The COVID-19 vaccine feels like the light at the end of a very long, dark tunnel, but while getting the vaccine yourself is the first step in regaining some sense of normalcy, it's going to be a while before we can go back to business as usual. People who have been vaccinated should still wear a mask, and scientists expect that large indoor gatherings will be one of the last things to return - and only once the vast majority of the population has been vaccinated.
Despite its standing as the world's most vaccinated country, the 115-island archipelago Seychelles is seeing a dramatic resurgence in COVID-19 transmission, bringing its daily case rate to "a higher number of infections per capita than India," The Wall Street Journal reports. To date, approximately 67 percent of Seychelles' population is vaccinated — the majority of those citizens received Chinese vaccine Sinopharm, while the remainder received Covishield, a derivative of AstraZeneca's shot manufactured in India. But according to the island nation's health ministry, "more than one third of new active cases are people who are fully vaccinated." Authorities have not yet disclosed how many of the new cases are among Sinopharm recipients, but "the situation is being watched all over the world for what it says about the effectiveness of vaccines," writes the Journal. On Friday, the World Health Organization cleared the Sinopharm shot for emergency, global use, despite little data on its efficacy in patients over 60. According to the Journal, the authorization is expected to help "alleviate a severe shortage of doses in the developing world, as vaccine exports from COVID-19-struck India grind to a halt." To help curb the spread of infections, the Seychelles government recently instituted new preventative measures, such as early bar closures and bans on household intermingling. The good news, however, is most of Seychelle's cases appear to be mild, said Kate O' Brien, director of immunizations, vaccines and biologicals at the World Health Organization. "The Sinopharm vaccine really requires two doses," she added, "and some of the cases that are being reported are occurring either soon after a single dose, or soon after a second dose." More stories from theweek.comThe doom-loop of a falling fertility rateThe real reason Liz Cheney lost her jobDemocrats are fiddling while Republicans prepare to burn down Rome
When you use social media as soon as you wake up, you could be setting yourself up to feel stressed throughout the day.
Radiologists have discovered a new side effect of COVID-19 vaccines: They make it more difficult to interpret mammogram results.
CDC Director Dr Rochelle Walensky said fully vaccinated people should wear masks to reduce the spread of COVID-19 variants.
I'm a fitness editor, and I live a pretty healthy lifestyle - I exercise five to six days a week, eat a whole-foods-based diet, and get at least seven hours of sleep a night - but in January of this year, I found my weight creeping up on the higher end of what I find comfortable. I've struggled to keep weight off my whole life, and thanks to my bipolar II medication, general stress, and love of happy hour, this has only gotten harder as I've gotten older.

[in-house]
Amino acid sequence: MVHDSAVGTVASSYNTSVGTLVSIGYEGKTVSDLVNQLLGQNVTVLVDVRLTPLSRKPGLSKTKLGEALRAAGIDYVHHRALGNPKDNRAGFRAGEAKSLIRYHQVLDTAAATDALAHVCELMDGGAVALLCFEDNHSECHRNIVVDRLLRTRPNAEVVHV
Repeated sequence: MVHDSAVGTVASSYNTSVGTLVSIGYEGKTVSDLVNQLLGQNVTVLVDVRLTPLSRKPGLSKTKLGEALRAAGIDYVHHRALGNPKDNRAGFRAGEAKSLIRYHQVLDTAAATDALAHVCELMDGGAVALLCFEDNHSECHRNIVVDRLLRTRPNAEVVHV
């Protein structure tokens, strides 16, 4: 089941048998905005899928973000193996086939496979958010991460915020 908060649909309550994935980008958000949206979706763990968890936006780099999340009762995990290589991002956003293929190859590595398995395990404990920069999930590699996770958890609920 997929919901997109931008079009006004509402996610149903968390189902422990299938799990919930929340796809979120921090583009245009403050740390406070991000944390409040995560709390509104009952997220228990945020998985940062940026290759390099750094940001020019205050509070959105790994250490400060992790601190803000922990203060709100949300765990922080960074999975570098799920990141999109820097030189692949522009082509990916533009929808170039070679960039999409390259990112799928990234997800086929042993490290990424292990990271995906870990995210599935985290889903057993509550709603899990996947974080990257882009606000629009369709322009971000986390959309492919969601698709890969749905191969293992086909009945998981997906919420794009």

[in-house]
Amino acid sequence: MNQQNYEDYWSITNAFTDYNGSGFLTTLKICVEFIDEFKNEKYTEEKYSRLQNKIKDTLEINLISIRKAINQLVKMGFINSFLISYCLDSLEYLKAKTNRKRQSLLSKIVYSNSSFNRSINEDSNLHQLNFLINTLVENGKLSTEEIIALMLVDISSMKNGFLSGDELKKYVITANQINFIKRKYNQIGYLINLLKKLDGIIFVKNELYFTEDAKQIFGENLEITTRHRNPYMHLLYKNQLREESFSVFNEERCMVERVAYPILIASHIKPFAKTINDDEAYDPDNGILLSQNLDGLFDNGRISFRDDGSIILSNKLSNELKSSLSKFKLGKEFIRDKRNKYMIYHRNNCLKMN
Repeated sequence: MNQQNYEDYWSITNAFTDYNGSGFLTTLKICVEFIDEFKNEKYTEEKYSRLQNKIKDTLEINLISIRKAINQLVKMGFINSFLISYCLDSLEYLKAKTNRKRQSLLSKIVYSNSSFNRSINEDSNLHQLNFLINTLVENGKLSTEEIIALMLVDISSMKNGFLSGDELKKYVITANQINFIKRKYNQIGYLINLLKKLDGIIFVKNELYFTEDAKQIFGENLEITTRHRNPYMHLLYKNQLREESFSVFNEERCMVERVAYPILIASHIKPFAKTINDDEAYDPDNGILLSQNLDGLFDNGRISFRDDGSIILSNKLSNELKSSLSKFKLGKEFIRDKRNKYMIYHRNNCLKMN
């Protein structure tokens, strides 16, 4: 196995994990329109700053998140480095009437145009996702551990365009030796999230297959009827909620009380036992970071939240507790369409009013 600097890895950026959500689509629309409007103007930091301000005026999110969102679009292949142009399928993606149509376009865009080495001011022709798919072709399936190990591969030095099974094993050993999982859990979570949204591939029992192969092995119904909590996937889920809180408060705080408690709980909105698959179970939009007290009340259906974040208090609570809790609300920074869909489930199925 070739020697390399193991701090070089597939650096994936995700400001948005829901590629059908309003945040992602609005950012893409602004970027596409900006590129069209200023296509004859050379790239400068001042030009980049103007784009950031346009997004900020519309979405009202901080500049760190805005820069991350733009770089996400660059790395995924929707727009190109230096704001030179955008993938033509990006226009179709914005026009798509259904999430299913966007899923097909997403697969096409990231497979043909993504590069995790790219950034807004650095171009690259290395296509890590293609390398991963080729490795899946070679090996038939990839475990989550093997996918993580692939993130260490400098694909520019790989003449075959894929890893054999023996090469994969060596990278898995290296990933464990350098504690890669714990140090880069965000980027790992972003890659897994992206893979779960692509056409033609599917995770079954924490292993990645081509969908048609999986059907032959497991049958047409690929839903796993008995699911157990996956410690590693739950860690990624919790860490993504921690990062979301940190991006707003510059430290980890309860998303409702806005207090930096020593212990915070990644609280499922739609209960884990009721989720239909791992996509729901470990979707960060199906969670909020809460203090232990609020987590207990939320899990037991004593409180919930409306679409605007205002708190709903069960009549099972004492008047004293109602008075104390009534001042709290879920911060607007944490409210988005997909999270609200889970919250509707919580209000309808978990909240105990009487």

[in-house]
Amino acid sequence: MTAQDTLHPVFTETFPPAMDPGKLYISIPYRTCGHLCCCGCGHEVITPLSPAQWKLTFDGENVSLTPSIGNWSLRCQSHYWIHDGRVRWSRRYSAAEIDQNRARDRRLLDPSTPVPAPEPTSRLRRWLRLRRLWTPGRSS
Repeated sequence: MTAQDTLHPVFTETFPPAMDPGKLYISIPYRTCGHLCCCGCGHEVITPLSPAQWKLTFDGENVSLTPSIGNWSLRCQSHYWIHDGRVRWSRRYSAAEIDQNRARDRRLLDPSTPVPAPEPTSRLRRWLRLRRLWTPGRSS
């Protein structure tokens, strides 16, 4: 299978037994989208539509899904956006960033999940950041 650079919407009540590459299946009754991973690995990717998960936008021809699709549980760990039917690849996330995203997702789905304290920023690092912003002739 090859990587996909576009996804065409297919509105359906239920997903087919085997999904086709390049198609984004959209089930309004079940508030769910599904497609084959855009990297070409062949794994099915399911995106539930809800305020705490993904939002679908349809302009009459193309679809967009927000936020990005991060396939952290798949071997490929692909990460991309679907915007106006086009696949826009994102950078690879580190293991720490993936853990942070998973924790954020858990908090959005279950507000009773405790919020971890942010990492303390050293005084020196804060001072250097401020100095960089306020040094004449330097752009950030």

The U.S. was administering an average of 3.3 million COVID-19 vaccine doses a day in mid-April, and then, to the alarm of public health officials, the numbers started steadily declining, dropping to a seven-day average of 1.98 million doses a day on May 8. Since then, the numbers have started rising again, hitting an average of 2.2 million daily doses administered by Wednesday, according to Centers for Disease Control and Prevention data tabulated by The Washington Post and The Wall Street Journal. Andy Slavitt, a White House COVID-19 adviser, gave the slight uptick a thumbs-up on Tuesday. America, don't look now, but see what's happening to vaccination rates after a decline… pic.twitter.com/PmhQ5Ejiqz — Andy Slavitt (@aslavitt46) May 11, 2021 About 44.7 percent of U.S. adults are fully vaccinated, including 71.6 percent of people 65 and older, the Journal reports, though those numbers vary from state to state. Connecticut, for example, has fully vaccinated 56.3 percent of all adults, while Alabama has vaccinated 33.2 percent. The overall vaccination rate is primed for a bump as adolescents age 12 to 15 become eligible, likely later this week. The U.S. recorded its fourth straight day of fewer than 40,000 new COVID-19 infections on Tuesday — Johns Hopkins University recorded 33,000 new cases, down from Monday's 36,898 cases. The last time the seven-day average of new cases — 38,826 as of Monday, the Journal reports — was that low was back in the mid-September trough between two waves of infections. Another 684 Americans died of COVID-19 on Tuesday, bringing the recorded U.S. pandemic total to 582,800 deaths. More stories from theweek.comThe doom-loop of a falling fertility rateThe real reason Liz Cheney lost her jobDemocrats are fiddling while Republicans prepare to burn down Rome